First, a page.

Because biofilms resist antibiotics, the only treatment is surgery to remove the contaminated device and implant a new one. This adds up to thousands of surgeries and more than $1 billion in health care costs every year.
A team led by scientists at Ohio State University and Duke University Medical Center used atomic force microscopy and powerful computer simulations to determine how Staph bacteria bond to the devices in the process of forming these biofilms.
The findings offer clues about potential techniques that could be employed to prevent infections in patients who need these devices to stay alive.
"We're probing the initial step to that biofilm formation," said Steven Lower, scientist at Ohio State and lead author of the paper reporting the study's results.
"Can you shut that down somehow? If that bacterium never sticks, there's no biofilm. It's that simple. But it's not quite that simple in practice."
Using Staph cells collected from patients--some with cardiac device-related infections--the researchers examined how these bacteria adhere to implants to create a biofilm.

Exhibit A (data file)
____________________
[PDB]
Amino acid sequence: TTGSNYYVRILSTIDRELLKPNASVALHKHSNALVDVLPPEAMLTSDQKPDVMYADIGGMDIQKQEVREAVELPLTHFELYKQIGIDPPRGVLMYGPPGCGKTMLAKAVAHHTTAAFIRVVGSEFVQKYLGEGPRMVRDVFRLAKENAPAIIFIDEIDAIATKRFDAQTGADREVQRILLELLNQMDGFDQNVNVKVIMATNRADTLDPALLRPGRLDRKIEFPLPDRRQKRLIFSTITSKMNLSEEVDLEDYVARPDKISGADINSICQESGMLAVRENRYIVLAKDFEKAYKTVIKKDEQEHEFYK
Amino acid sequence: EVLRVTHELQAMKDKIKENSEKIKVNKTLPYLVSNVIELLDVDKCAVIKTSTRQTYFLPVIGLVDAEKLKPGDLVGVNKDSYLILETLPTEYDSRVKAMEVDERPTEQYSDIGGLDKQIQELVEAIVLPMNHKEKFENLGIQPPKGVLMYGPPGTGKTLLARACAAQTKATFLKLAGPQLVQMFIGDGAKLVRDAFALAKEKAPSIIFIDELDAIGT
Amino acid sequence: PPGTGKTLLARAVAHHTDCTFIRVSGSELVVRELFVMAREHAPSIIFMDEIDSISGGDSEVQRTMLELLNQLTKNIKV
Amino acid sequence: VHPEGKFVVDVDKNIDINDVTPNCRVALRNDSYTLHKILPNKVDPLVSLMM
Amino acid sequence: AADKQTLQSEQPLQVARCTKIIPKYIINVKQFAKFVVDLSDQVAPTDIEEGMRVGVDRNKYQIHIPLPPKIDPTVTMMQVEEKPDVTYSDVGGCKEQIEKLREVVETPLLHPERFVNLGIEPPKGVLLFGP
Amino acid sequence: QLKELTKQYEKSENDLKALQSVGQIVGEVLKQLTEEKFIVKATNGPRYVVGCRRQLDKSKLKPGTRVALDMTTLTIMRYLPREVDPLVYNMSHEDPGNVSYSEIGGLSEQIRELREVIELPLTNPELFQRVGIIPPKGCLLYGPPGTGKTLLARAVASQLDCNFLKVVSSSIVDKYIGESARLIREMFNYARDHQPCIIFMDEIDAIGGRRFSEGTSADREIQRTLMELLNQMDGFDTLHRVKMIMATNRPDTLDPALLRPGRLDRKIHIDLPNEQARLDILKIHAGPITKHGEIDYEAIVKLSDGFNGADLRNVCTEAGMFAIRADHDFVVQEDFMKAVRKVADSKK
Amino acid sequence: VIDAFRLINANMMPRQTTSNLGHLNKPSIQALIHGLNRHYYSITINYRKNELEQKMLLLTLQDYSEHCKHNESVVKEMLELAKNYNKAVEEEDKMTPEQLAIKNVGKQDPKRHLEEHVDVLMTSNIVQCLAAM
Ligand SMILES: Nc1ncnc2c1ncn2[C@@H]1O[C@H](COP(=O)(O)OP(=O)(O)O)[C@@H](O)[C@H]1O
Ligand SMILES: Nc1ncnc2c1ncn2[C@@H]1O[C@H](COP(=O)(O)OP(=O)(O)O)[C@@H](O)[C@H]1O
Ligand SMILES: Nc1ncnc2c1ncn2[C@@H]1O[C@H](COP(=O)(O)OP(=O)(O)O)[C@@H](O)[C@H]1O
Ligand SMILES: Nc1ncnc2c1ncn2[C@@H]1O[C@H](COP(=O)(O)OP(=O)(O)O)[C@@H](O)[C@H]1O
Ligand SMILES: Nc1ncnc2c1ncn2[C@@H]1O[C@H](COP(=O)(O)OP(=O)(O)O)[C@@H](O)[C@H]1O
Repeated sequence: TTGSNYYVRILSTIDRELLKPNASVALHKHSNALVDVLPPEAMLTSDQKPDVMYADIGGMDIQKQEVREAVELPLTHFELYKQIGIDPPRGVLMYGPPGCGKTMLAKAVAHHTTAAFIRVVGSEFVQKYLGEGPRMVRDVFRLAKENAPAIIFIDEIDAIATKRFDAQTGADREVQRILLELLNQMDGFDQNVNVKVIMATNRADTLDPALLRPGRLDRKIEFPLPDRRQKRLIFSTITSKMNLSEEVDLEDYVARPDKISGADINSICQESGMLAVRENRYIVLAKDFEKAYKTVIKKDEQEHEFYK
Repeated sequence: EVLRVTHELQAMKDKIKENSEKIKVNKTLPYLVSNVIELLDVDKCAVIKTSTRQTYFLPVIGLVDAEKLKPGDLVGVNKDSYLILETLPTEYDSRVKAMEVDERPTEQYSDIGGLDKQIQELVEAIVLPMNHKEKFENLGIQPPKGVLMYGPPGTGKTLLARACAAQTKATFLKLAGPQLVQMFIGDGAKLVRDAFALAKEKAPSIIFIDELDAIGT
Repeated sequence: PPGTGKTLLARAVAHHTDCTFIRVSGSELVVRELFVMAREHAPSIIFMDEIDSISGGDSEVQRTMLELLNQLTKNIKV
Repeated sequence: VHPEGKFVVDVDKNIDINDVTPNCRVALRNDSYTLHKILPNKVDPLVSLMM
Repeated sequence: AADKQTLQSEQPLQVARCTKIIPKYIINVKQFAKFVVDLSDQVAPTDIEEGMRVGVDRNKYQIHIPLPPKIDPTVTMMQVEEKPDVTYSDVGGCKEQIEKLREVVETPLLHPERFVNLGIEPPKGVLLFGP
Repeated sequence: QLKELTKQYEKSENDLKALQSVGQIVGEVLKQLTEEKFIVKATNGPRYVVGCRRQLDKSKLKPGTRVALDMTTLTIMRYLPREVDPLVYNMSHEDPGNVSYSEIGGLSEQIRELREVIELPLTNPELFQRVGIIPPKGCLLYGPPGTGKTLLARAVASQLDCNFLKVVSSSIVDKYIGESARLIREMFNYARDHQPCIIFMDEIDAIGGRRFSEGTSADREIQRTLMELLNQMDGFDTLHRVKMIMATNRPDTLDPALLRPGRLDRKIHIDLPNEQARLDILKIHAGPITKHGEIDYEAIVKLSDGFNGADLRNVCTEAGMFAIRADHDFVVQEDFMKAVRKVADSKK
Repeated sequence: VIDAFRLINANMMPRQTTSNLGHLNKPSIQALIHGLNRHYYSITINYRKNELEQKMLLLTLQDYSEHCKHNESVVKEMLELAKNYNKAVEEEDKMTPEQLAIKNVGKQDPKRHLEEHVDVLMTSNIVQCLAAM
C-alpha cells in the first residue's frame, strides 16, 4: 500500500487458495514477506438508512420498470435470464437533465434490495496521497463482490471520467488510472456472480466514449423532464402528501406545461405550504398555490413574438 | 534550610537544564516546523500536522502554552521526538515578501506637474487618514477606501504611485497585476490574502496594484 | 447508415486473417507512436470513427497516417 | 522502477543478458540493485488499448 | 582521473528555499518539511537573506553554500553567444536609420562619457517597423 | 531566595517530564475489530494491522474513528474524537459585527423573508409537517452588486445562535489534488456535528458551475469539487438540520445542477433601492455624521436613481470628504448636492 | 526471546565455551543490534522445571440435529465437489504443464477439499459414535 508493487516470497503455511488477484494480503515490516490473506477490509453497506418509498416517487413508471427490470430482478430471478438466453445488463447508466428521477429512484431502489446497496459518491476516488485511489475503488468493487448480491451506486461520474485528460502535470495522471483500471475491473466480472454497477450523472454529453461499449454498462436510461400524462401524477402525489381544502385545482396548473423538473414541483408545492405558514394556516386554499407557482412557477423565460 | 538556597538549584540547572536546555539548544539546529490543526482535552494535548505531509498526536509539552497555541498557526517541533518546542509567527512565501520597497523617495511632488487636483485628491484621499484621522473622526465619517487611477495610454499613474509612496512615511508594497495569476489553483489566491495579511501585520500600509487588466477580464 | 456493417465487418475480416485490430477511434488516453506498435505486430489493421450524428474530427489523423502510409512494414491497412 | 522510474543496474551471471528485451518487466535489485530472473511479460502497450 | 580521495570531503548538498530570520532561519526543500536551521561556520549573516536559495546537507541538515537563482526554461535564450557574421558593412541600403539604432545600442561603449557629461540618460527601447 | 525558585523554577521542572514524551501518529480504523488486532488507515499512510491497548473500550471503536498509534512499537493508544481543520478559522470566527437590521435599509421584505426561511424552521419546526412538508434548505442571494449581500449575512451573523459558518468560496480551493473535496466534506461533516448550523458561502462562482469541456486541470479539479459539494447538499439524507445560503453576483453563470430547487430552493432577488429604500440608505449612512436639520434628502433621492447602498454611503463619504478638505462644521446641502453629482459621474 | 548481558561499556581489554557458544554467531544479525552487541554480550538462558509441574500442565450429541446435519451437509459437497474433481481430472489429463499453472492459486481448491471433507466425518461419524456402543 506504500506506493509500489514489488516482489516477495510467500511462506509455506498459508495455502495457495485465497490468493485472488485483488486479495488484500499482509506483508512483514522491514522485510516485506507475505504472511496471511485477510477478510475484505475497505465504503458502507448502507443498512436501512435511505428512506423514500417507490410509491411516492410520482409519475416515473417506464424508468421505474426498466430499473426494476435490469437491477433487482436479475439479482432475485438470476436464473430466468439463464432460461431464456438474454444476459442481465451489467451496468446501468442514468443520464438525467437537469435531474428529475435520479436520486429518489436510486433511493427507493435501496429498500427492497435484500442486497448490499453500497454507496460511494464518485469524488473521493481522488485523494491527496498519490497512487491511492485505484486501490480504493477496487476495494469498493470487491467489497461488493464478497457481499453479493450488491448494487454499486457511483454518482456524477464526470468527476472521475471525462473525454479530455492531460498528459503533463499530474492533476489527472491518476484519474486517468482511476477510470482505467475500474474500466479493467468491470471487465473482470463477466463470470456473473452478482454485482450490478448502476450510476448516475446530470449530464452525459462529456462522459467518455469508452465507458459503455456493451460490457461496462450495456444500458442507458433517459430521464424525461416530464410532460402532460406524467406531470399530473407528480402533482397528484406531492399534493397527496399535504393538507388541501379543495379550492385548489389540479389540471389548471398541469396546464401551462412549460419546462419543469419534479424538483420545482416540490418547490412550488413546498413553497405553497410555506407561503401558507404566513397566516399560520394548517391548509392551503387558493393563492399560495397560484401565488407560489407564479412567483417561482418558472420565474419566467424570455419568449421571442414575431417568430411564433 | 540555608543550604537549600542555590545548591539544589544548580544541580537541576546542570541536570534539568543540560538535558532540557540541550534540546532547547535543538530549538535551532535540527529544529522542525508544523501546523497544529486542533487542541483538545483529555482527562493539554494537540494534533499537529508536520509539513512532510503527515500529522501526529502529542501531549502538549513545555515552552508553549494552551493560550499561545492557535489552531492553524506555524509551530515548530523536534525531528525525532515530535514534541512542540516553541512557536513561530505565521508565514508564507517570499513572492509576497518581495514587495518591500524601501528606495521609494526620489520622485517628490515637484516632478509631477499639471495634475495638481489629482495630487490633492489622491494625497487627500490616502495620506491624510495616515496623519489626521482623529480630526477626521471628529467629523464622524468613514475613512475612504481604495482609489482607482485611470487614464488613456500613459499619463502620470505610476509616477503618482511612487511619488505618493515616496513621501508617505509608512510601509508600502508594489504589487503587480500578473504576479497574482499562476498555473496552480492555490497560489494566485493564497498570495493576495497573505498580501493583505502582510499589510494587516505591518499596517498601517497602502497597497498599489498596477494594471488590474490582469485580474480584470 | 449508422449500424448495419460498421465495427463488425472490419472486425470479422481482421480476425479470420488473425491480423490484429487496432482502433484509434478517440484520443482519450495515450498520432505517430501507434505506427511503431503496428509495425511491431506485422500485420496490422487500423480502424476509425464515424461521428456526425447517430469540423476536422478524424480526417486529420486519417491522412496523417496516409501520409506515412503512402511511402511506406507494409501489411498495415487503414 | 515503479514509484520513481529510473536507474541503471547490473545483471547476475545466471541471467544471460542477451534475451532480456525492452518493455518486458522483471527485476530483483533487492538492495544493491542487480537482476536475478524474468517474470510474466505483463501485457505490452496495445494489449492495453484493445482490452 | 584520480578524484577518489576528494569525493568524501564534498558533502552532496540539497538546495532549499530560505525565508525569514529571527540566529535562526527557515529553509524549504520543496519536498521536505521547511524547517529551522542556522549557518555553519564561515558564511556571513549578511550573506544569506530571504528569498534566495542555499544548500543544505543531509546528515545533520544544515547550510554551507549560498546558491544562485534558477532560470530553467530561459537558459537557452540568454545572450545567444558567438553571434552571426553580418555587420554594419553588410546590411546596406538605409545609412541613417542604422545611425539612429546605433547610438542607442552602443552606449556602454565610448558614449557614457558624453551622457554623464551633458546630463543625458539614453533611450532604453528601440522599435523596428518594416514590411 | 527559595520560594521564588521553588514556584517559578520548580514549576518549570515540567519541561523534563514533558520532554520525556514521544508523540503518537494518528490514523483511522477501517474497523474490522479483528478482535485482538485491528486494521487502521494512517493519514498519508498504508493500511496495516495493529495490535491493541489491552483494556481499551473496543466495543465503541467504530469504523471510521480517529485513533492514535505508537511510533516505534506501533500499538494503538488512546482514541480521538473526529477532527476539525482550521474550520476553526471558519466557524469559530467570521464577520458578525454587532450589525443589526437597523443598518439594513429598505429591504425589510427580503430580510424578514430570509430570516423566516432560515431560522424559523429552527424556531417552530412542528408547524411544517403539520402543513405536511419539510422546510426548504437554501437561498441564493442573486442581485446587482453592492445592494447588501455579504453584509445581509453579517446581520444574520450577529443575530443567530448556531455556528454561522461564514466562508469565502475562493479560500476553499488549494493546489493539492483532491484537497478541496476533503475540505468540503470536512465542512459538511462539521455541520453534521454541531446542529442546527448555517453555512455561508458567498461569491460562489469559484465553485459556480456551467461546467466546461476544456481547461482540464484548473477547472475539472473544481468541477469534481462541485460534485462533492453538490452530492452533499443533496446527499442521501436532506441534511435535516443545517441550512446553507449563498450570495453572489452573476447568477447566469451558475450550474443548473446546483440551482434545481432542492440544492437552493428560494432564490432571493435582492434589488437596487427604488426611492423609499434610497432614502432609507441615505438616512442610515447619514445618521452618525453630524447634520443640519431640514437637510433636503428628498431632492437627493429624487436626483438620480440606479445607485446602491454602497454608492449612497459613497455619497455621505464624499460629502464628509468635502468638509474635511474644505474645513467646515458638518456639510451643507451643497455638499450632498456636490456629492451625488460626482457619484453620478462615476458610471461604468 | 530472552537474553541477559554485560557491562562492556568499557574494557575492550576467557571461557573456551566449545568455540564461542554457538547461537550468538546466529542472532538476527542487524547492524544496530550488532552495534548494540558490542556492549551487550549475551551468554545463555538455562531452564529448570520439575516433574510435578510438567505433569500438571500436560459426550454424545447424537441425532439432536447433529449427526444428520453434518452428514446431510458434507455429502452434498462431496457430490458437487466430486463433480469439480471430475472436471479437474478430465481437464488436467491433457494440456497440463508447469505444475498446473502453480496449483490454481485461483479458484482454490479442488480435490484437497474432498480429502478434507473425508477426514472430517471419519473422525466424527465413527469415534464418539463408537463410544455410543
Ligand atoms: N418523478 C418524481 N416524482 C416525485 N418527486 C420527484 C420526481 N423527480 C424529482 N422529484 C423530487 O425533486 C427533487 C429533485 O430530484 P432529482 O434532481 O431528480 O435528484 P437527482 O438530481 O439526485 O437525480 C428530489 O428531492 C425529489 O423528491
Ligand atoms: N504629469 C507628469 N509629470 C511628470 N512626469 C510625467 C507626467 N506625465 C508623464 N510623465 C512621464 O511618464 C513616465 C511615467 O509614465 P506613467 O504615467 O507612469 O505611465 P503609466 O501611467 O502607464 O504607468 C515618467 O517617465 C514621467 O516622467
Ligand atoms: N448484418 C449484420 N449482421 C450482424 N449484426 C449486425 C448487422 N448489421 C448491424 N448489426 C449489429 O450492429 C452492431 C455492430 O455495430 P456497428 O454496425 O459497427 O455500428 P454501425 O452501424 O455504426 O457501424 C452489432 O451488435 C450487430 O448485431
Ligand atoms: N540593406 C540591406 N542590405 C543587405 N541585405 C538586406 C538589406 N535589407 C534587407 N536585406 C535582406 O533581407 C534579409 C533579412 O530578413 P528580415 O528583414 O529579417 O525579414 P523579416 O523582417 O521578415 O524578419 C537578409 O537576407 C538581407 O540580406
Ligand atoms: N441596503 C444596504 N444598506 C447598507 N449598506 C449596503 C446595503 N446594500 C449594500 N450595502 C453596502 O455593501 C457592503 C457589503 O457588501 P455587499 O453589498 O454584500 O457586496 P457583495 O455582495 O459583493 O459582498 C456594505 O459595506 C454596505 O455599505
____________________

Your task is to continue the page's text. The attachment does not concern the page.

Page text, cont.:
The bond forms when a protein on the bacterial cell surface connects with a common human blood protein coating an implanted device.
But an estimated half of all Americans have Staph bacteria living in their noses, and not every cardiac implant patient develops an infection.
So why do some strains of these bacteria cause infection while others remain dormant?
The researchers discovered that Staph surface proteins containing three genetic variants, or single-nucleotide polymorphisms, formed stronger bonds with the human proteins than did Staph proteins without those variants.
The presence of these genetic variants was associated with the strains of bacteria that had infected implanted cardiac devices.
|Contact: Cheryl Dybas|
National Science Foundation